Discussion:
What does chlorine do to a septic system?
(too old to reply)
Arlen G. Holder
2019-09-04 19:20:33 UTC
Permalink
The wife loves to dump tons of chlorine in the toilet bowls (don't ask why,
she just does).

I'm curious how that can possibly be good for the septic system, given
chlorine works best in the dark and given that even a small amount goes
pretty far.

I guess the good thing is that it only goes so far, where the biomass load
may overwhelm the chlorine.

Does anyone have real world data that tells us how much effect, say, a
gallon of supermarket chlorine (12% by volume, I think, or maybe by weight,
or maybe 6%, I don't remember) does to a typical septic system?
micky
2019-09-04 20:20:18 UTC
Permalink
In alt.home.repair, on Wed, 4 Sep 2019 19:20:33 -0000 (UTC), "Arlen G.
Post by Arlen G. Holder
The wife loves to dump tons of chlorine in the toilet bowls (don't ask why,
she just does).
It's a good pasttime. Much like playing chess.
Post by Arlen G. Holder
I'm curious how that can possibly be good for the septic system, given
chlorine works best in the dark and given that even a small amount goes
pretty far.
I guess the good thing is that it only goes so far, where the biomass load
may overwhelm the chlorine.
Does anyone have real world data that tells us how much effect, say, a
gallon of supermarket chlorine (12% by volume, I think, or maybe by weight,
or maybe 6%, I don't remember) does to a typical septic system?
What does your grass look like near the finger system?

Ask the septic tank cleaner next time he comes if he saw anything, or if
he knows anything about this. Better yet, call the company now and ask
them. They won't charge extra if you make this admission, will they?
Maybe call from a pay phone so they won't know it's you.
Arlen G. Holder
2019-09-04 22:04:24 UTC
Permalink
Post by micky
What does your grass look like near the finger system?
This is California where there is no rain for 10 months of the year, and
then the monsoon season for the other two months - hence - the grass is
green in winter everywhere - and brown in summer - everywhere - septic or
no septic.

Besides, how DEEP is the septic system anyway?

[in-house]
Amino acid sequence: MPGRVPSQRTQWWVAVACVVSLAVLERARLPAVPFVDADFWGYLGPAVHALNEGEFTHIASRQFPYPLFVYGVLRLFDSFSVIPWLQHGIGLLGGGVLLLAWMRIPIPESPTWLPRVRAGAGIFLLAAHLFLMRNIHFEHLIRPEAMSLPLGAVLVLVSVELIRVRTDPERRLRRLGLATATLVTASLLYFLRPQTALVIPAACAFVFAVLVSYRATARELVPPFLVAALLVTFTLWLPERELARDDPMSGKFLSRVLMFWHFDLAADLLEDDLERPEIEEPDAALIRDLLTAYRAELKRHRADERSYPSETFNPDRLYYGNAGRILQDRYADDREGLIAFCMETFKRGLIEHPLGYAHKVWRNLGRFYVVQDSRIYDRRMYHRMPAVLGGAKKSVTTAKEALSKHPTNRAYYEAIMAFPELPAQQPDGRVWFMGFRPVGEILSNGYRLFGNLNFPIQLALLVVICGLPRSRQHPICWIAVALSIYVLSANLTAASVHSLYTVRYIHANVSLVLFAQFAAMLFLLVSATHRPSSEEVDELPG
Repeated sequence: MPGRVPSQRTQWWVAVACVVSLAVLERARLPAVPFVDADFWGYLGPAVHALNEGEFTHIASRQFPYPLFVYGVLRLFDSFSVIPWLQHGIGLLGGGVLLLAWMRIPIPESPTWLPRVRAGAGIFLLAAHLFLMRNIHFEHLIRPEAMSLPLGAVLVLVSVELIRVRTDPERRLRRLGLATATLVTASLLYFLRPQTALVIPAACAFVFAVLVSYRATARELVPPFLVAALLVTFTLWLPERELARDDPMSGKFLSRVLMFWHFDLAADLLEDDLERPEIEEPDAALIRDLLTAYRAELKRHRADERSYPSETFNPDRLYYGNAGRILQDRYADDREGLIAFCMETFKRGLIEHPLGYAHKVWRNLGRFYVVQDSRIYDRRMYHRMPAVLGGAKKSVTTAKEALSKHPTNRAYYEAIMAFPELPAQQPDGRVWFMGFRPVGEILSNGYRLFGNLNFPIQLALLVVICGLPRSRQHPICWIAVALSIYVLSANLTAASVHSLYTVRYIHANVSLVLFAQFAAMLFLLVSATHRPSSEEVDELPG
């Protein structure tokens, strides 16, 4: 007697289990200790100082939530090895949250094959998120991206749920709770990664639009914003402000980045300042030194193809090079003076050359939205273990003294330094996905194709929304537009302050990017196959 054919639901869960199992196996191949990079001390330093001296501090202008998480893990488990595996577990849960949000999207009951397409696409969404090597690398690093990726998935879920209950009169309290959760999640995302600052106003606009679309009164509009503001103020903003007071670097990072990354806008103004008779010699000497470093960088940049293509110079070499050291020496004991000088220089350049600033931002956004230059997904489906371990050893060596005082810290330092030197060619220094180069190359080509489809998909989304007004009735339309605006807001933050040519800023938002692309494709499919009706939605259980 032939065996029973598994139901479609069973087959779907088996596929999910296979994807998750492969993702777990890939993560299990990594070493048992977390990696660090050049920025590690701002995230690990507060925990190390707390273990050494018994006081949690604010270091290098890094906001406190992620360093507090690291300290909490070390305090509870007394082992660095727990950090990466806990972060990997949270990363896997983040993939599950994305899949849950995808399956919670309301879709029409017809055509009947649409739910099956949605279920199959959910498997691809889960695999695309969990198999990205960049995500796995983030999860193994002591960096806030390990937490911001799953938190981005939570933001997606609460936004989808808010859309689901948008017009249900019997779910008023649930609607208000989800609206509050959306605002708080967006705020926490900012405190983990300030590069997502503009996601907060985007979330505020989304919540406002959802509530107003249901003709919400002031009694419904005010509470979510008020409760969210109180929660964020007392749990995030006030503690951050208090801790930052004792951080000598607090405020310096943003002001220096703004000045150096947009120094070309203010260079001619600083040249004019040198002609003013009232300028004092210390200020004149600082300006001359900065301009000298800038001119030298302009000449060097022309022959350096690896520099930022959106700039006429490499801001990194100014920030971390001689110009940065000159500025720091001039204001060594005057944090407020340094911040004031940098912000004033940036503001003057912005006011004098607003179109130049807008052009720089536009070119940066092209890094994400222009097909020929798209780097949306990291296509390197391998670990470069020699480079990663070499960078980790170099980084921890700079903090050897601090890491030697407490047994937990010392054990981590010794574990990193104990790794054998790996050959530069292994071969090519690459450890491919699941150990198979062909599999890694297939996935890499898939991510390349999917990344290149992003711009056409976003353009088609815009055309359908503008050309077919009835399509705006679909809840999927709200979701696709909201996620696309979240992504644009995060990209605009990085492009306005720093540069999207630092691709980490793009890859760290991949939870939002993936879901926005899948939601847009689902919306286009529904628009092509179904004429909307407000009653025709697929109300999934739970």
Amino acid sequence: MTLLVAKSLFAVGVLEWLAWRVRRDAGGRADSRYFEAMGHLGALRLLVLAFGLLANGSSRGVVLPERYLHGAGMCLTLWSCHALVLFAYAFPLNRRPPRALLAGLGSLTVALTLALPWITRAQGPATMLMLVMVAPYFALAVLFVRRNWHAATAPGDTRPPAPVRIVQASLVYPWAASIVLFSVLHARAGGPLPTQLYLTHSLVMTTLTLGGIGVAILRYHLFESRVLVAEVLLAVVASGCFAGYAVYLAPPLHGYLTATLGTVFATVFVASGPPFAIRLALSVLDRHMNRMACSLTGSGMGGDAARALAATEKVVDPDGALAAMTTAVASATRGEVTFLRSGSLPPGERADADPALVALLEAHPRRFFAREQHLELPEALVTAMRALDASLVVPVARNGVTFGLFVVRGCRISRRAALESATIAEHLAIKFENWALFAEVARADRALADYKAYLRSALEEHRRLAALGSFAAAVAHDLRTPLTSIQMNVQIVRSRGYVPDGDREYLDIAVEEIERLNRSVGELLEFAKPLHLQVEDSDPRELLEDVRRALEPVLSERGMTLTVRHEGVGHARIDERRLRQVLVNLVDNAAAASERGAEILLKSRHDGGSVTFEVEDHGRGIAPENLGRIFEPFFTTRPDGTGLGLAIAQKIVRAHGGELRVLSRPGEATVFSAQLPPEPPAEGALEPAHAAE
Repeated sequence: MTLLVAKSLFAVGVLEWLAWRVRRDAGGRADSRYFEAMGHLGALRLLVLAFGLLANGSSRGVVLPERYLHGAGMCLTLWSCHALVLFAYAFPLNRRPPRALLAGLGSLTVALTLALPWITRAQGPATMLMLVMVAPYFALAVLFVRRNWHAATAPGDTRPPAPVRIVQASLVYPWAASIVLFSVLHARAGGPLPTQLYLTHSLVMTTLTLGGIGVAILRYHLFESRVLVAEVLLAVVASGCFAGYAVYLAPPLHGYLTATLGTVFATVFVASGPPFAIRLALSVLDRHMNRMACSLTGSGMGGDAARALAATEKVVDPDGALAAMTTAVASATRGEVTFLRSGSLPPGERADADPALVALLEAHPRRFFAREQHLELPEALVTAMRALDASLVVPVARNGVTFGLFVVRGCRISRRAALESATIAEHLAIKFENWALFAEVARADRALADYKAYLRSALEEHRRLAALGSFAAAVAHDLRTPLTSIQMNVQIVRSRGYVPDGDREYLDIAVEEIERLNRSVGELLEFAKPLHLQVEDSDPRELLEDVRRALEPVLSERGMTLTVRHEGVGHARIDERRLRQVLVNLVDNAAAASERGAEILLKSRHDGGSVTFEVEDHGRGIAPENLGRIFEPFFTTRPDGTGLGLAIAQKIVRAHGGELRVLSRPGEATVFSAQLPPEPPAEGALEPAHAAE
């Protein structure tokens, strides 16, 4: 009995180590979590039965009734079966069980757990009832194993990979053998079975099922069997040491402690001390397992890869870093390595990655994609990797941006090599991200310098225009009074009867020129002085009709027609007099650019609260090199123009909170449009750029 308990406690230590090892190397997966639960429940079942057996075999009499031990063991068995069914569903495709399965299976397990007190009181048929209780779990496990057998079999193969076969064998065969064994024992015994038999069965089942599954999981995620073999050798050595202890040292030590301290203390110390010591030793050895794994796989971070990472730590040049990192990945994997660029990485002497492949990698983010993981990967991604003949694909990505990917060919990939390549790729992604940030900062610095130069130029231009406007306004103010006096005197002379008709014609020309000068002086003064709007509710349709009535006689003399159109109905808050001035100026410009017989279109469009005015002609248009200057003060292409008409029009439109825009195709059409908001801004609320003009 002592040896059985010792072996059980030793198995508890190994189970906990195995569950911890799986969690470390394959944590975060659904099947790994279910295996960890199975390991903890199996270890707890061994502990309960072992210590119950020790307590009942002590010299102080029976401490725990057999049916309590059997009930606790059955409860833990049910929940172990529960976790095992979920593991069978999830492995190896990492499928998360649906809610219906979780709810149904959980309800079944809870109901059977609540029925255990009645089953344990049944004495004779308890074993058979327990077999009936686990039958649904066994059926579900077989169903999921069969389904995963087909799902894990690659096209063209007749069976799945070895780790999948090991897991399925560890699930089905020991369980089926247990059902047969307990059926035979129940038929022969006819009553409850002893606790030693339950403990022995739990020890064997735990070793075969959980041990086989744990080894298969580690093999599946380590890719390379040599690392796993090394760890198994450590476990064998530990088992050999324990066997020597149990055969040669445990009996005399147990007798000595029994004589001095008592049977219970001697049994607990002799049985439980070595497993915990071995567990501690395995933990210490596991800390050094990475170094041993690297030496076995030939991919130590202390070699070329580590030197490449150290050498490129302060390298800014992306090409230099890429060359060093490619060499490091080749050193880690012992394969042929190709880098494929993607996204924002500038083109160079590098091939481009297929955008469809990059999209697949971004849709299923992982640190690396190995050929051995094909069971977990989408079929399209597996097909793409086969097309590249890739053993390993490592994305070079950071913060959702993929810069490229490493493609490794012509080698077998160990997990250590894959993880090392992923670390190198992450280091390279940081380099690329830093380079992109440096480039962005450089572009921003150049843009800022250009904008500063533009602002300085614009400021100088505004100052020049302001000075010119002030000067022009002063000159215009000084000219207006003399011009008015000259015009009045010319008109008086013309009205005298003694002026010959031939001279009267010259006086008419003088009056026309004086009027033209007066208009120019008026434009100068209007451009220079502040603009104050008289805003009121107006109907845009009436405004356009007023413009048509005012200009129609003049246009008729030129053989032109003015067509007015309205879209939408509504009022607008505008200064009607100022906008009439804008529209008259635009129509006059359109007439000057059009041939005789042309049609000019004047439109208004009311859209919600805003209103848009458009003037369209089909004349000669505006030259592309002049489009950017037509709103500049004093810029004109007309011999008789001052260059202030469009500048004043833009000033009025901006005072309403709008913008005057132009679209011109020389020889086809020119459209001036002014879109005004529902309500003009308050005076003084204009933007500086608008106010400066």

They're all on hills so they flow downward but aren't they too deep to
affect the grass anyway?
Post by micky
Ask the septic tank cleaner next time he comes if he saw anything, or if
he knows anything about this. Better yet, call the company now and ask
them. They won't charge extra if you make this admission, will they?
Maybe call from a pay phone so they won't know it's you.
I've been here for over two decades and never once needed the septic system
pumped out so I don't have a 'septic cleaner' guy.

Besides, with all the septic systems on steep hills, I can't imagine them
ever "overflowing" to the point that they could possibly reach the surface.

How deep are they anyway?
Bob F
2019-09-04 23:38:12 UTC
Permalink
Post by Arlen G. Holder
Post by micky
What does your grass look like near the finger system?
This is California where there is no rain for 10 months of the year, and
then the monsoon season for the other two months - hence - the grass is
green in winter everywhere - and brown in summer - everywhere - septic or
no septic.
Besides, how DEEP is the septic system anyway?
They're all on hills so they flow downward but aren't they too deep to
affect the grass anyway?
Post by micky
Ask the septic tank cleaner next time he comes if he saw anything, or if
he knows anything about this. Better yet, call the company now and ask
them. They won't charge extra if you make this admission, will they?
Maybe call from a pay phone so they won't know it's you.
I've been here for over two decades and never once needed the septic system
pumped out so I don't have a 'septic cleaner' guy.
How do you know you never needed it? Aren't you at risk of a trashed
septic system if you don't have it checked once in a while?
Arlen G. Holder
2019-09-05 14:57:06 UTC
Permalink
Post by Bob F
How do you know you never needed it? Aren't you at risk of a trashed
septic system if you don't have it checked once in a while?
How am I supposed to know if there is no "problem" extant?
Frank
2019-09-05 15:14:28 UTC
Permalink
Post by Arlen G. Holder
Post by Bob F
How do you know you never needed it? Aren't you at risk of a trashed
septic system if you don't have it checked once in a while?
How am I supposed to know if there is no "problem" extant?
I'm hoping we don't have a shitty day. Our septic is being pumped this
afternoon. Been a few years and hopefully there will be no problems.

You do have to be careful who you hire around here as a couple of big
plumbing outfits are told to tell customers that they do have problems
when they don't.
Frank
2019-09-06 12:59:25 UTC
Permalink
Post by Arlen G. Holder
Post by Bob F
How do you know you never needed it? Aren't you at risk of a trashed
septic system if you don't have it checked once in a while?
How am I supposed to know if there is no "problem" extant?
I'm hoping we don't have a shitty day.  Our septic is being pumped this
afternoon.  Been a few years and hopefully there will be no problems.
You do have to be careful who you hire around here as a couple of big
plumbing outfits are told to tell customers that they do have problems